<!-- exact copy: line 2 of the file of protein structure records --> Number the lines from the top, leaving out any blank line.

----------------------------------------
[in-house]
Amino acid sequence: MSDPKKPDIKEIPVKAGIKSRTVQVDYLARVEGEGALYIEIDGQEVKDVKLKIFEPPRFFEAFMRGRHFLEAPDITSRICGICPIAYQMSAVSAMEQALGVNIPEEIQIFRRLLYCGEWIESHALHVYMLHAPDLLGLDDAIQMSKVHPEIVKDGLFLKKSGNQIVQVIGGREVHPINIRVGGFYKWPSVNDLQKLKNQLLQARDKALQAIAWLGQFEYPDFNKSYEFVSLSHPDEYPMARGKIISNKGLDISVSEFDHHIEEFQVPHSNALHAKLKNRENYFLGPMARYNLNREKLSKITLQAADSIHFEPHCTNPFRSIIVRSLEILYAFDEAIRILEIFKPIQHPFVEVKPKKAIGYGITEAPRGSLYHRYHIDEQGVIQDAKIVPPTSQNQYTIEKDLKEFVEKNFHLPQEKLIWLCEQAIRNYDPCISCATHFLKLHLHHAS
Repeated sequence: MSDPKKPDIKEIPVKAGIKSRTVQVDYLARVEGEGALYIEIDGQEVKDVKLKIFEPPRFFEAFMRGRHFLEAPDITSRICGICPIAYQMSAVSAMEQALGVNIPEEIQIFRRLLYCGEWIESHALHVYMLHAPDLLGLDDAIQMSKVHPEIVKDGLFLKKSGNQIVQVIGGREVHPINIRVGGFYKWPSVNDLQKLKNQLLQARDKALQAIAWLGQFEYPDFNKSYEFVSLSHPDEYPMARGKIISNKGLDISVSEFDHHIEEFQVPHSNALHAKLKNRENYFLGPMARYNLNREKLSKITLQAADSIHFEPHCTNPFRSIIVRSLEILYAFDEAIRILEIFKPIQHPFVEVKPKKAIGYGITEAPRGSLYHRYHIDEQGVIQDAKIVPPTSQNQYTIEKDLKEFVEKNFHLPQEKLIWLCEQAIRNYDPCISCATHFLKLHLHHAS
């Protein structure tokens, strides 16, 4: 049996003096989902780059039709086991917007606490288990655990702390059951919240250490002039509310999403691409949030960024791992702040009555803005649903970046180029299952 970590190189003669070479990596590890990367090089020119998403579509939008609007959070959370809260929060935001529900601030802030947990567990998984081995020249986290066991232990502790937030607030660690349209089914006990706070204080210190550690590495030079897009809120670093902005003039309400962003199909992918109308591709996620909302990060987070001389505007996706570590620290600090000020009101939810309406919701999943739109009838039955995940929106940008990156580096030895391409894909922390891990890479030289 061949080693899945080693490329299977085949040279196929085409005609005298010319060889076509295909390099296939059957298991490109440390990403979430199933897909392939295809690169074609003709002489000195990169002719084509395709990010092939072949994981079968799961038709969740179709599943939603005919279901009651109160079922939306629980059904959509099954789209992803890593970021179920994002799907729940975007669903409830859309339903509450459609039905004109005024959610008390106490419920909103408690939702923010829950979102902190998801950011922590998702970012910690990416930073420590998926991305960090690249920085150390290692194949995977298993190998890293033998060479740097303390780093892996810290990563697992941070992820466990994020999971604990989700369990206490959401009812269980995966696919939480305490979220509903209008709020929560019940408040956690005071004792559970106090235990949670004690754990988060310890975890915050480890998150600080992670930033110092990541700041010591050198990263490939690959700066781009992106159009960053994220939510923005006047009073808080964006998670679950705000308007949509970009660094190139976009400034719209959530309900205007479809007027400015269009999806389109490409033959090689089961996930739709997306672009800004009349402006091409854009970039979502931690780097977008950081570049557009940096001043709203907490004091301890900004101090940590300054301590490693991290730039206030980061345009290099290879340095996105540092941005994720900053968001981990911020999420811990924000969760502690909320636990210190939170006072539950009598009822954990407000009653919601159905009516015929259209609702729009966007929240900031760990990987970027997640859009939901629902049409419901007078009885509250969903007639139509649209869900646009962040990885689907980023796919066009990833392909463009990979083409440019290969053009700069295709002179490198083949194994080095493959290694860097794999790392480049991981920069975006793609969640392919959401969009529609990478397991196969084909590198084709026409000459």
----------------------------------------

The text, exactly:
Amino acid sequence: MSDPKKPDIKEIPVKAGIKSRTVQVDYLARVEGEGALYIEIDGQEVKDVKLKIFEPPRFFEAFMRGRHFLEAPDITSRICGICPIAYQMSAVSAMEQALGVNIPEEIQIFRRLLYCGEWIESHALHVYMLHAPDLLGLDDAIQMSKVHPEIVKDGLFLKKSGNQIVQVIGGREVHPINIRVGGFYKWPSVNDLQKLKNQLLQARDKALQAIAWLGQFEYPDFNKSYEFVSLSHPDEYPMARGKIISNKGLDISVSEFDHHIEEFQVPHSNALHAKLKNRENYFLGPMARYNLNREKLSKITLQAADSIHFEPHCTNPFRSIIVRSLEILYAFDEAIRILEIFKPIQHPFVEVKPKKAIGYGITEAPRGSLYHRYHIDEQGVIQDAKIVPPTSQNQYTIEKDLKEFVEKNFHLPQEKLIWLCEQAIRNYDPCISCATHFLKLHLHHAS